Food prices will rise thanks to European Parliament pesticides ban

Conservatives call on the government to stage last-ditch attempt to save our sprays

Strasbourg, 13th January 2009 – The European Parliament has voted to ban a large number of the plant protection products available to British producers, despite a concerted effort by Conservative MEPs to restore some balance and proportionality to the plans.

Sir Robert Atkins MEP, has warned the parliament’s overzealous approach will take a vast number of products off the market. The ban will reduce yields of a number of foods including carrots, cereals, potatoes, onions and parsnips, whilst pushing up prices for consumers.

Conservative efforts to reject a deal agreed by the parliament and the council of ministers did not achieve the 393 votes required. Yesterday, a Conservative amendment calling for a full impact assessment on the plans was rejected by the parliament’s services.

Now, the plans could only be stopped by a last-ditch effort by the British government, although over the last several months they have failed to back up their platitudinous opposition with action.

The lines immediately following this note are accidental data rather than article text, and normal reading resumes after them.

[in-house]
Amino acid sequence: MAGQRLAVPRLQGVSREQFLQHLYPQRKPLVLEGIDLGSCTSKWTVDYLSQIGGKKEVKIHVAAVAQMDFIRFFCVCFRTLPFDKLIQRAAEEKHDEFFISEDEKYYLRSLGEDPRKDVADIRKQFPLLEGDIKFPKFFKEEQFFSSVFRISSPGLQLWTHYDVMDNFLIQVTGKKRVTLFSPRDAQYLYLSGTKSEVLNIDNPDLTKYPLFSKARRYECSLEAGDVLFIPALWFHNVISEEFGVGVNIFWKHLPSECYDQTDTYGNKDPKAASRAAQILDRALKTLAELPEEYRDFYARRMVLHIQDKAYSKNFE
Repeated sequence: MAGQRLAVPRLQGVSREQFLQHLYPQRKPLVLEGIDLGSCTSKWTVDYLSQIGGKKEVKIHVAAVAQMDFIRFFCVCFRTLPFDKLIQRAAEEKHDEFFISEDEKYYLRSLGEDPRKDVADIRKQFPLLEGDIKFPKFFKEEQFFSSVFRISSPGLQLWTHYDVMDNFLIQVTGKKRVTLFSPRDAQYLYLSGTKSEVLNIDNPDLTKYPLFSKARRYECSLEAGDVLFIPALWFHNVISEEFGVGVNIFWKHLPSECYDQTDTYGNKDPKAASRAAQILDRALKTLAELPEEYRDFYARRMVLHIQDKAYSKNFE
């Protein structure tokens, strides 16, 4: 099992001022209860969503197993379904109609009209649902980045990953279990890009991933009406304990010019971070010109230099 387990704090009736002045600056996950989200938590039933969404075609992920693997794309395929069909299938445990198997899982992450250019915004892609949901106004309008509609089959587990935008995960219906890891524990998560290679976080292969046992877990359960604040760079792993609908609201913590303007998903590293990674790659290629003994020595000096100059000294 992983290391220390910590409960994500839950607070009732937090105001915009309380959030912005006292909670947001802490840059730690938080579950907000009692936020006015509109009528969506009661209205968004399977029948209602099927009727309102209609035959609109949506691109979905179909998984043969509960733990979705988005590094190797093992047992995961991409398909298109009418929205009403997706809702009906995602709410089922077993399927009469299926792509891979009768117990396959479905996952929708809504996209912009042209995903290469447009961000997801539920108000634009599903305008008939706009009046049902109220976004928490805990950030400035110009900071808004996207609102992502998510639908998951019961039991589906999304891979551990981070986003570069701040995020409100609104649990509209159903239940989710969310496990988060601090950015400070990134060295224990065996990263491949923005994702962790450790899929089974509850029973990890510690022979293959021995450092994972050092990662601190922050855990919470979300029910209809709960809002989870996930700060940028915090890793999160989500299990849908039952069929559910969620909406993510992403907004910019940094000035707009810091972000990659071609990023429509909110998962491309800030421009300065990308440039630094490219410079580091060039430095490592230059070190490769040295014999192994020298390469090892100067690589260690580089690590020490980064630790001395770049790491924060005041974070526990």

Sir Robert said:

“This law will drive up the cost of the weekly food shop at the worst time for British families.

“We do need strong restrictions on pesticide use but it should be based on sound science, rather than on the whim of politicians. There has been no balance whatsoever in the parliament’s position. MEPs have failed to see pesticides as necessary tools in maintaining our crops.

“Many of the products on the market today are safe when used correctly, and have been around for years. Without crop protection products, our food supplies will be volatile at a time when food security is rising up the political agenda.

“The Labour government has expressed platitudinous concern about this directive, but it has failed to put the case nearly as strongly as it should have.

“It is ludicrous that such a plan would be brought into law without an impact assessment to gauge its consequences. The only hope we have is for a last-ditch effort by the government to demand we finally get an overall picture of how food production will be affected across the EU.”

Top ↑